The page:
Tucker, Mark

Band members                         Related acts

- Mark Tucker (aka T. Storm Hunter) -- vocals, keyboards




- none known





Genre: real person / bizarre

Rating: 3 stars ***

Title:  In the Sack

Company: Tetrapod Spools

Catalog: EDS-64009

Year: 1982

Country/State: Laurel, Maryland

Grade (cover/record): VG / VG

Comments: --

Available: 1

Catalog ID: 4964

Price: $70.00



Wow, I'll readily admit to having a soft spot for the bizarre and weird.  That said, this early 1980s obscurity is in a category all by itself ...


The late 1960s found Mark Tucker's family living in Oak Park, Illinois.  I'll leave it up to you as to whether you want to believe it or not, but Tucker's musical career supposedly began in 1968 when he lifted $10 from his father's wallet and used it to cut a direct-to-acetate set of piano solos at a neighborhood studio.  With buddy Louie Easley Hanley he founded the Tetrapod Spools label, the pair originally focused their attention on obscure/experimental releases; issuing them on reel-to-reel and cassette format.  Among those releases was Tucker's own bizarre 1975 debut "Batstew". 


Apparently the man's second release, 1982's "In the Sack" was recorded after he'd suffered at least a couple of mental breakdowns, pulled himself back together and relocated to Encinitas, California (where he apparently still lives).  Self-produced under the pseudonym 'T. Storm Hunter (in the mid-1990s he adopted that as his legal name), it's largely a one man show with Tucker/Hunter responsible for penning all eleven tracks, as well as handling all of the vocals and most of the instrumentation.  With that background you probably won't be shocked to learn that musically this is one mixed up and messed up album.  Supposedly a concept piece having to do with karma and the postal system (I have no idea what the plotline is), the album offered up an indescribable mix of spoken word segments, experimentation, instrumentals, and surprisingly commercial numbers.  Finding a comparative baseline for this one is pretty touch - perhaps Jonathon Richmond had you put him on mood altering drugs for a year.  'Everywhere with Sally (Ride)' was a great slice of pop, except for the fact it was recorded backwards.  Cool, but typically strange. The snippet 'Down the Pipeline' sounded like it was lifted from a video game.  A mix of avant garde, tape manipulations and experimental ramblings, 'The Importance of Making Molehills One of Specks' could have been mistaken for a slice of musique concrete.  Elsewhere the pretty, pseudo-jazzy instrumentals 'Shelly' and 'Can't Make Love' sound like they were lifted from a Peanuts cartoon.  Clearly not for everyone, but there are enough of you out there who are either brave enough, or sufficiently damaged to give this one a shot ...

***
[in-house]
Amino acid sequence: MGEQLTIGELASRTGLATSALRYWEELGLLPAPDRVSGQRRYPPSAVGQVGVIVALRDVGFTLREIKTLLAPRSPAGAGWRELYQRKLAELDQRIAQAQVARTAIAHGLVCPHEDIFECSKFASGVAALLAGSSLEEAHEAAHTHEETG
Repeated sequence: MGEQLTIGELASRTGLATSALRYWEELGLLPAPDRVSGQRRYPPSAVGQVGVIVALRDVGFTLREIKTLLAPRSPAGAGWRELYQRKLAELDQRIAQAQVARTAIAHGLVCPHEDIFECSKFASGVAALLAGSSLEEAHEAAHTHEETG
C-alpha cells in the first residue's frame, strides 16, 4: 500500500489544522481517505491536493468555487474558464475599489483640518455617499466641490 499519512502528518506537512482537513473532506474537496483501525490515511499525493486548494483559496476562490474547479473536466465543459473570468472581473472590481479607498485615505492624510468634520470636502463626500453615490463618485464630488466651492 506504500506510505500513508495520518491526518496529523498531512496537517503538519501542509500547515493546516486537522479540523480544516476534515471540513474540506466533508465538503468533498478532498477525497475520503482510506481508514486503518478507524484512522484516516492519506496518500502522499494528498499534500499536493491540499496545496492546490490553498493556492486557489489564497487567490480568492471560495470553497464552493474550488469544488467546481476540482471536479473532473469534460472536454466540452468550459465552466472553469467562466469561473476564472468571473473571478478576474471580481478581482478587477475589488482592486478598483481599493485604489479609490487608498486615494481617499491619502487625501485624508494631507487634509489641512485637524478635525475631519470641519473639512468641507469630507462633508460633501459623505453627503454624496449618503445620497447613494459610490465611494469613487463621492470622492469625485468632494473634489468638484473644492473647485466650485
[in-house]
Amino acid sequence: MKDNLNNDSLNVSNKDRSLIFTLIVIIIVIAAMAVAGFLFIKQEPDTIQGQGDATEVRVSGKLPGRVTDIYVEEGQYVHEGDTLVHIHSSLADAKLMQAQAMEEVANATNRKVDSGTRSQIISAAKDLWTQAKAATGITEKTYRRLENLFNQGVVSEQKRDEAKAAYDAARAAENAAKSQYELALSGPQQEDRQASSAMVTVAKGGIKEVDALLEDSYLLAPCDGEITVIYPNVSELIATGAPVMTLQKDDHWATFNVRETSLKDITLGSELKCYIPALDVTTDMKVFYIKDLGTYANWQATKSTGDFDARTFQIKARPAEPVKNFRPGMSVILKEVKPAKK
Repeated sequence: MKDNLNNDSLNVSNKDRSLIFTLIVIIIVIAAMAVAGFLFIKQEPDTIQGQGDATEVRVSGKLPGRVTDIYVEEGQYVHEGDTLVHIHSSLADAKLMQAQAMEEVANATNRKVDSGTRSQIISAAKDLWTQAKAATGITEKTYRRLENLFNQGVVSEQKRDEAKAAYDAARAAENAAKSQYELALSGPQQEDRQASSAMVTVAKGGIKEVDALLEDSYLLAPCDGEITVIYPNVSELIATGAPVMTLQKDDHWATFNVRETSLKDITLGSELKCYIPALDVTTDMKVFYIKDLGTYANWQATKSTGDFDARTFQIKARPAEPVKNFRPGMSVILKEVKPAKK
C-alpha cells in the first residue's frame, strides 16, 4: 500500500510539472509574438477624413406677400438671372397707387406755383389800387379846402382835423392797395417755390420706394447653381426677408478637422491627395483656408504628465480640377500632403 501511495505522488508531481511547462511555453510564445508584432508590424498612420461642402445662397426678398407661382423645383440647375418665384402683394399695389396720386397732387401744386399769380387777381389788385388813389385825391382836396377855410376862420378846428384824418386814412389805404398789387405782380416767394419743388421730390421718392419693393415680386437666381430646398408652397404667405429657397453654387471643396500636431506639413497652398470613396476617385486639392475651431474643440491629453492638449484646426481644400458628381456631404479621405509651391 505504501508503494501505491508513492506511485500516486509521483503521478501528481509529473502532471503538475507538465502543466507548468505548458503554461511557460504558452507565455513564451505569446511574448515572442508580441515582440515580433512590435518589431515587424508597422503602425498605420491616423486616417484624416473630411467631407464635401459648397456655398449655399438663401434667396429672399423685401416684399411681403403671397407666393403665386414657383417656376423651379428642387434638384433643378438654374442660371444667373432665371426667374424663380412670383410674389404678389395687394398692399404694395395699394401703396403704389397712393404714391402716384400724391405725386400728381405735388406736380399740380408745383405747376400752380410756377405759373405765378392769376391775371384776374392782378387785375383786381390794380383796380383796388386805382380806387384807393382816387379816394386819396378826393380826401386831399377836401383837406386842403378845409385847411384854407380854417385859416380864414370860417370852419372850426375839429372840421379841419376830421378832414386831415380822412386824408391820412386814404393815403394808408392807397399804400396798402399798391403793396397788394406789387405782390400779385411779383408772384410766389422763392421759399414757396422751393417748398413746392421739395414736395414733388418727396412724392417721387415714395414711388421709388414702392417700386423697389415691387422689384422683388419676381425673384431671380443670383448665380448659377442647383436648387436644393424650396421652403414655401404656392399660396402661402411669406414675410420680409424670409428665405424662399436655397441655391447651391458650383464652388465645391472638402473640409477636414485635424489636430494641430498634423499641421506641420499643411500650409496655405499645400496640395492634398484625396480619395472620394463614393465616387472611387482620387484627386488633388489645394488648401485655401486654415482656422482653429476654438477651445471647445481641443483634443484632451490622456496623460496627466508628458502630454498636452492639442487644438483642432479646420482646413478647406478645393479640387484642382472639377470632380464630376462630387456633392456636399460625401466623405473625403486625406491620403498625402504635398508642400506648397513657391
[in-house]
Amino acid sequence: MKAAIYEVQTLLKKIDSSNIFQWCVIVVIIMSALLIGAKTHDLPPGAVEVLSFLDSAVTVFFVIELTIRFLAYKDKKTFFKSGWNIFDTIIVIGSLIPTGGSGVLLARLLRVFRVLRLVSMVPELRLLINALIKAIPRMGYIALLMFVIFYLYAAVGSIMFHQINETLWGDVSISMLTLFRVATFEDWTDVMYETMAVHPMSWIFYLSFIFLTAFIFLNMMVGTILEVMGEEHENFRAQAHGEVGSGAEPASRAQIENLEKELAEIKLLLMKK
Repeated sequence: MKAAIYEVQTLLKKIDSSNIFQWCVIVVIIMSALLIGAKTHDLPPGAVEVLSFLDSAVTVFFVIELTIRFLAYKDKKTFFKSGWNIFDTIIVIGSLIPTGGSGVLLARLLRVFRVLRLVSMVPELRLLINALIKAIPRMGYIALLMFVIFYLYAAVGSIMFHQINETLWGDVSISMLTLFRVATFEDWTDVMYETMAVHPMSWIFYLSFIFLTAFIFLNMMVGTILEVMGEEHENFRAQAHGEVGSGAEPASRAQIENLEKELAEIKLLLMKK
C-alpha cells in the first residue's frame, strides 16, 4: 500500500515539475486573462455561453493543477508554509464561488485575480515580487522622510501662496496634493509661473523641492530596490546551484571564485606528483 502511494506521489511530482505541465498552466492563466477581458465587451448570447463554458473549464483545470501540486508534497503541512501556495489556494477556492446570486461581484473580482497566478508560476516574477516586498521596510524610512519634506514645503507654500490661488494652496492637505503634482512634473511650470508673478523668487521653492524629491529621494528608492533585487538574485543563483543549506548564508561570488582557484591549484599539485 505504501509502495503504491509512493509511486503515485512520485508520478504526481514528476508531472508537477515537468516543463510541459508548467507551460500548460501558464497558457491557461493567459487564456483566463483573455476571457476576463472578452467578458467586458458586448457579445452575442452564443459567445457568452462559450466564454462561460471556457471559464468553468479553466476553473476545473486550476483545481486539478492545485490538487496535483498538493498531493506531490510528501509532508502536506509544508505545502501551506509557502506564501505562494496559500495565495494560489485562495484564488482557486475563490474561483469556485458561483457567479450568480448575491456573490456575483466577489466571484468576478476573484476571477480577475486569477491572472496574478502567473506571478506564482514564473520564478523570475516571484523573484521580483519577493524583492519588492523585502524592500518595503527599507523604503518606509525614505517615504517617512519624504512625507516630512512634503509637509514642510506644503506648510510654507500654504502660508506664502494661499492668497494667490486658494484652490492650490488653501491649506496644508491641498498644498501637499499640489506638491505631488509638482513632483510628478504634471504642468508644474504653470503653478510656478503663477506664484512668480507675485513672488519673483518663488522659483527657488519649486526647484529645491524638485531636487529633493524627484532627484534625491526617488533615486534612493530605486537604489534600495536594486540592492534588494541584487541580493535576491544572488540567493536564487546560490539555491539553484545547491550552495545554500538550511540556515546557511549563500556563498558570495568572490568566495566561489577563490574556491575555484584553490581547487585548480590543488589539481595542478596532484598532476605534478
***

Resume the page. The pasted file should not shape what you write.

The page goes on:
"In the Sack" track listing:
(side 1)

1.) Sandbox-Upon-Storm   (Mark Tucker) - 7:00

2.) Shelly (instrumental)   (Mark Tucker) - 6:46

3.) Everywhere with Sally (Ride)   (Mark Tucker) - 4:56

4.) Down the Pipeline (instrumental)   (Mark Tucker) - 0:18

5.) The Importance of Making Molehills One of Specks (instrumental)   (Mark Tucker) - 1:36

6.) Halfsearch (instrumental)   (Mark Tucker) - 2:18

(side 2)
1.) Station Identification   (Mark Tucker) - 0:21

2.) Can't Make Love (instrumental)   (Mark Tucker) - 6:31

3.) The Sale Is Made   (Mark Tucker) - 0:26

4.) Attractive   (Mark Tucker) - 8:16

5.) Sultry Summer Siren/More Than Just Friends   (Mark Tucker) - 7:29